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Leading the Team: An Architects Guide to Design Management
See the chapters and introductory pages of Leading the Team
Publisher: RIBA Publishing
Date Published: Jun 2011
Stock Code: 74336
Offers: This product is in the following offers:
Total votes: 20
Effective design management presents a challenge and an opportunity for architects. How are they to manage increasingly-complex teams of consultants as well as increasingly-iterative design processes, while still maximising creativity? This clear guide sets out simple, practical processes which do exactly that.
Introducing the ‘Eight Essential Design Management Tools’, it is packed with simple, practical ways that the design process can be planned, organised, and managed, including tactics and ‘soft skills’ for team-leaders, advice on cost, risk, and procurement, as well as the key considerations for reconciling a complexiterative design programme against the RIBA Plan of Work.
This short book will help students to senior architects looking to improve how their design teams harness efficient, switched on management skills to design high-quality buildings on time and on budget.
This handy pocket book brings together a wealth of useful information that architects need on a daily basis - on site or in the studio. The book...
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Geoff Wilkinson, columnist for Architects Journal
While there are many books devoted to architectural design and practice management, there are very few that focus on the management of the process of architectural design. This new book by Dale Sinclair sets out to address that issue and give Architects the confidence that they have the skills necessary to manage projects successfully.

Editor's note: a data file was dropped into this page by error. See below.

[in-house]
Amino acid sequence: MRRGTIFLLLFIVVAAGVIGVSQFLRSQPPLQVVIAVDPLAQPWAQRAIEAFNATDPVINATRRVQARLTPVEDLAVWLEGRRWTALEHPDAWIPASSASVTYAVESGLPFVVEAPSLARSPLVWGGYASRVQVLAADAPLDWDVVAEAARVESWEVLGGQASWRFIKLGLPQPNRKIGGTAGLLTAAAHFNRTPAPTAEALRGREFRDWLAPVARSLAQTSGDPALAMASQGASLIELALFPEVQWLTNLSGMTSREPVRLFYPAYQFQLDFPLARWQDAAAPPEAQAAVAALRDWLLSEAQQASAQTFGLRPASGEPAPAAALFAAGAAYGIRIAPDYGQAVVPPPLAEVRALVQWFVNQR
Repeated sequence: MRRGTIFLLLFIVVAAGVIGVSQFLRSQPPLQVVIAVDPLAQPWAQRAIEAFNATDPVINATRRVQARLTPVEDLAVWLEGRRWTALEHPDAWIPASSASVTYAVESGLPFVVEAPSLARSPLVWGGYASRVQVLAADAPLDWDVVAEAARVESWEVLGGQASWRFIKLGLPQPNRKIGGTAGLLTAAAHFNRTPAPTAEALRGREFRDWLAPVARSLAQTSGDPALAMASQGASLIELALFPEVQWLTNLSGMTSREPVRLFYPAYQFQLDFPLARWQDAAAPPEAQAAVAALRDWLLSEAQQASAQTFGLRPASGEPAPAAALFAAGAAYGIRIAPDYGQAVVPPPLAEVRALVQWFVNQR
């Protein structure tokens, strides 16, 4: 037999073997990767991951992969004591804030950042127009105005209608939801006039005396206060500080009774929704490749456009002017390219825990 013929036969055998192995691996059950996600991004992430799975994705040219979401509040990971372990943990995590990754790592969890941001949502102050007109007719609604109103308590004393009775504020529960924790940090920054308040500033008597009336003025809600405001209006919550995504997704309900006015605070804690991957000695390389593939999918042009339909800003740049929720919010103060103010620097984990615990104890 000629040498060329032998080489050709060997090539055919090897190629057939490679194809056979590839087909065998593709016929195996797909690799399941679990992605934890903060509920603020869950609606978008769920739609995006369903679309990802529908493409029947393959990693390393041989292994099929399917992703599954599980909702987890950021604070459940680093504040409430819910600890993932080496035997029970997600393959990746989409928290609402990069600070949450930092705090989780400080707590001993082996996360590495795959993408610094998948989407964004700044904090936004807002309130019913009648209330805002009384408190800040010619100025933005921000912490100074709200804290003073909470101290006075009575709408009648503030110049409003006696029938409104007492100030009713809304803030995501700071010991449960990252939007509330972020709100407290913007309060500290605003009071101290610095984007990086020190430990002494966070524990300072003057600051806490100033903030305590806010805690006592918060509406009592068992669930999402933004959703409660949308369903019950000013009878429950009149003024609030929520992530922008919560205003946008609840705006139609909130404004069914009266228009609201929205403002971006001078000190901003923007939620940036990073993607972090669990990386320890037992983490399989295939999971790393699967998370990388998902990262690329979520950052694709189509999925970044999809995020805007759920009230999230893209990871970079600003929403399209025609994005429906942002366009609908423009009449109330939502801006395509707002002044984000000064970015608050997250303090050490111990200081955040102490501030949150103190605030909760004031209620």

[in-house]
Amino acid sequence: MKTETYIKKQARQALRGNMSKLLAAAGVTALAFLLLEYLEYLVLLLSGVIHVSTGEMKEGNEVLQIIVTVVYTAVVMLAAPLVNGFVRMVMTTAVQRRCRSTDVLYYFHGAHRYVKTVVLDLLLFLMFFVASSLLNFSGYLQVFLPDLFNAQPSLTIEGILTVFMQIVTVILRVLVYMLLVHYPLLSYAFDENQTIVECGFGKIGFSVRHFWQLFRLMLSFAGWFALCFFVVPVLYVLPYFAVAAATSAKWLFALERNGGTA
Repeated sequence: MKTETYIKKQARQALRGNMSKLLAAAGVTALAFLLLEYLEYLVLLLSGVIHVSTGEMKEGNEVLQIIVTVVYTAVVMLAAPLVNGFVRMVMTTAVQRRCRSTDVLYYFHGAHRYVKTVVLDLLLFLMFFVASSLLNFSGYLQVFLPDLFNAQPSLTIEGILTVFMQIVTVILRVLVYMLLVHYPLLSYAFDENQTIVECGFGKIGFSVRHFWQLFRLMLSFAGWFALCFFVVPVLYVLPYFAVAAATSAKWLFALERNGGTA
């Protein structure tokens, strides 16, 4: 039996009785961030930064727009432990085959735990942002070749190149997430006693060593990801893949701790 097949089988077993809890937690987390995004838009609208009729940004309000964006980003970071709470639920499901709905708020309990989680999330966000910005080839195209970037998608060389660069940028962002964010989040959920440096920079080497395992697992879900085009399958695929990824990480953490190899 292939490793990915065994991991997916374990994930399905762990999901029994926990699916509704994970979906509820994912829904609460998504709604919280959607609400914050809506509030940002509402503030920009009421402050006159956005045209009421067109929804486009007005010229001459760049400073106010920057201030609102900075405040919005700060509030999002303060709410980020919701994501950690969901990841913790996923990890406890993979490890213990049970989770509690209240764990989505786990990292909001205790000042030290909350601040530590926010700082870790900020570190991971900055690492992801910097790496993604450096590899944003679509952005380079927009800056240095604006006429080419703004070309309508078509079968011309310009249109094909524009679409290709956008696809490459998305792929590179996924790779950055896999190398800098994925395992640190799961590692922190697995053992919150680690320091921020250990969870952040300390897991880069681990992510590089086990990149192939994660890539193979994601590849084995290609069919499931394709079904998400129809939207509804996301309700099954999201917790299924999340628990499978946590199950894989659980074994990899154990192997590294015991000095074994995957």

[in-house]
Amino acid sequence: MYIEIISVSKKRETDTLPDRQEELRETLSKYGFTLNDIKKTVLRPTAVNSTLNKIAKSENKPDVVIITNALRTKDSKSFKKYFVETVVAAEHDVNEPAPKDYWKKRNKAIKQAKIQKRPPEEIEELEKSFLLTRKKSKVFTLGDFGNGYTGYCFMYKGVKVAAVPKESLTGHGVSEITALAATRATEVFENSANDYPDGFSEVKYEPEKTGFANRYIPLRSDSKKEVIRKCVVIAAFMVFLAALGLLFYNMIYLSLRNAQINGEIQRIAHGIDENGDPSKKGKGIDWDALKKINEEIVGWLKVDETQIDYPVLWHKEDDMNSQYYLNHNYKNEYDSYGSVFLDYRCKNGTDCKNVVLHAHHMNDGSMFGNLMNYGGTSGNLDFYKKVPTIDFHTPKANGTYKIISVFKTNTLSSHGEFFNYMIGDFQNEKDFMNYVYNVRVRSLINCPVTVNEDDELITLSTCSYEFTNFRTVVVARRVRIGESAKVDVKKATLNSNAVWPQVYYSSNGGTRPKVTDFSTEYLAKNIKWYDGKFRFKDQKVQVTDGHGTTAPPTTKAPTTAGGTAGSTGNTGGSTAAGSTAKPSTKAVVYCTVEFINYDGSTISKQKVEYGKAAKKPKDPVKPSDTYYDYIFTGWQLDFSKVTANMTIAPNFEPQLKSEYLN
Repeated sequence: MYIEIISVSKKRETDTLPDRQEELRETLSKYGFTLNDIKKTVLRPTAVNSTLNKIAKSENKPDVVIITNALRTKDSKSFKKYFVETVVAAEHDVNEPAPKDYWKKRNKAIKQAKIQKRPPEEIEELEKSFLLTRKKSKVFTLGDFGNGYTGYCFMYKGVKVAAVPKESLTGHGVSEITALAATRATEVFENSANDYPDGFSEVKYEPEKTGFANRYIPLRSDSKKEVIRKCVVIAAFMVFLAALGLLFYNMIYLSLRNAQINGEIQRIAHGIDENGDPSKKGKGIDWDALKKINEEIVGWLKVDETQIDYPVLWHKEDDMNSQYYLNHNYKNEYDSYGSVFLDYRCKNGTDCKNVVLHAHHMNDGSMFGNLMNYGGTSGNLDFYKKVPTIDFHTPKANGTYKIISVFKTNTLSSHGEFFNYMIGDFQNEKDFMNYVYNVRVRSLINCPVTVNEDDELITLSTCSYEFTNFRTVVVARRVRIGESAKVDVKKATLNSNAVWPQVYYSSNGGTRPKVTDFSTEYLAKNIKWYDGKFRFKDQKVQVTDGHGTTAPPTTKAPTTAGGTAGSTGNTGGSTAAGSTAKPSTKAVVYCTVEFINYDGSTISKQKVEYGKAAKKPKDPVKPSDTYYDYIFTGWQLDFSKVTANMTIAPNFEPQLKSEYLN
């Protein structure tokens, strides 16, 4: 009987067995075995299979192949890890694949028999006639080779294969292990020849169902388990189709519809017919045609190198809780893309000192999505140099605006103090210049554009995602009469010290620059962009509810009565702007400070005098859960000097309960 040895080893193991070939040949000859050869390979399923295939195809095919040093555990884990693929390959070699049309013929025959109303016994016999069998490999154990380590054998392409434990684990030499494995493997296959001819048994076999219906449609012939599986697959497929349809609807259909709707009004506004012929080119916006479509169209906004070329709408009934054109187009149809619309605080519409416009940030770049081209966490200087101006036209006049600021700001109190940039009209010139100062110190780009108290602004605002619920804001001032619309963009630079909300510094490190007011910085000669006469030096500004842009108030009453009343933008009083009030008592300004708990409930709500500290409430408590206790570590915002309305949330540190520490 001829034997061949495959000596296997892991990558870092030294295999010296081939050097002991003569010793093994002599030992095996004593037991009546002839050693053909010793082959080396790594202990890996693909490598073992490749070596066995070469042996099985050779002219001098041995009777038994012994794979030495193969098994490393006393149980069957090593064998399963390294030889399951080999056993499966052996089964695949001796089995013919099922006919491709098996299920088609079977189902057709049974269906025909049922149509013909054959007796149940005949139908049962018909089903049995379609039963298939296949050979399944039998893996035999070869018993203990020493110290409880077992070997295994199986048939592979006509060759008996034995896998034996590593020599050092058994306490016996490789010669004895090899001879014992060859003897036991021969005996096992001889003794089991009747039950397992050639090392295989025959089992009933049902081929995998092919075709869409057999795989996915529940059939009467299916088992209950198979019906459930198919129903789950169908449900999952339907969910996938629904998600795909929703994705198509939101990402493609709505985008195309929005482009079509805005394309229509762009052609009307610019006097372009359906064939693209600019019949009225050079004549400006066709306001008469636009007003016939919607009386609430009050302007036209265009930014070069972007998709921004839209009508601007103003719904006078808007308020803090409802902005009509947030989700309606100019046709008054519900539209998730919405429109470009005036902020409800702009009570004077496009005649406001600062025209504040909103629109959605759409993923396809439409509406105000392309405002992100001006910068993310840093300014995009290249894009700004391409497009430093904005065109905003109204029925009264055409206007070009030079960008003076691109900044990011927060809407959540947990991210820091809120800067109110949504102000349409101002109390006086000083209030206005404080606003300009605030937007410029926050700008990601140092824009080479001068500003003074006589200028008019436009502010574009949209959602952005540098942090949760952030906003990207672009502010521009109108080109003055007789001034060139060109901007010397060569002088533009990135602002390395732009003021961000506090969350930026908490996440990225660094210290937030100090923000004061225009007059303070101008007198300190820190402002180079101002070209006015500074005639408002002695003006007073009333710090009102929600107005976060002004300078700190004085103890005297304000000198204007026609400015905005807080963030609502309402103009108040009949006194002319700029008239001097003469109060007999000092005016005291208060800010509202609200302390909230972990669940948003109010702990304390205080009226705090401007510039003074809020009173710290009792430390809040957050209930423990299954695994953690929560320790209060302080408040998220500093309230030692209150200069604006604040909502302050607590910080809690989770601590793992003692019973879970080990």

The lead consultant role was traditionally performed by the Architect, but new procurement routes, increased numbers of consultants, and shorter project timescales have seen the Architect lose out on this role (and the fees it can generate) to a new breed of 'project managers'.
The book starts out by addressing the various roles of the parties, team structures and risk management. These chapters are well arranged and key terms are clearly highlighted and explained within the text. For example the author goes to some length to explain the difference between co-ordinate and co-ordination, and how this can be achieved at each of the key RIBA design stages. The book gives a useful (and realistic) guide to collaborative working, the obstacles and potential solutions such as BIM.
Overall the book achieves what it sets out to, in a short, concise and easy to read format that should appeal to everyone from a part 3 student to a seasoned Architect . Those looking for a weighty research tome will be disappointed, but those who want to pick up hints and tips that they can easily apply to improve their design management skills won’t be. 8/10
Geoff Wilkinson, Managing Director of Wilkinson Construction Consultants and columnist for Architects Journal
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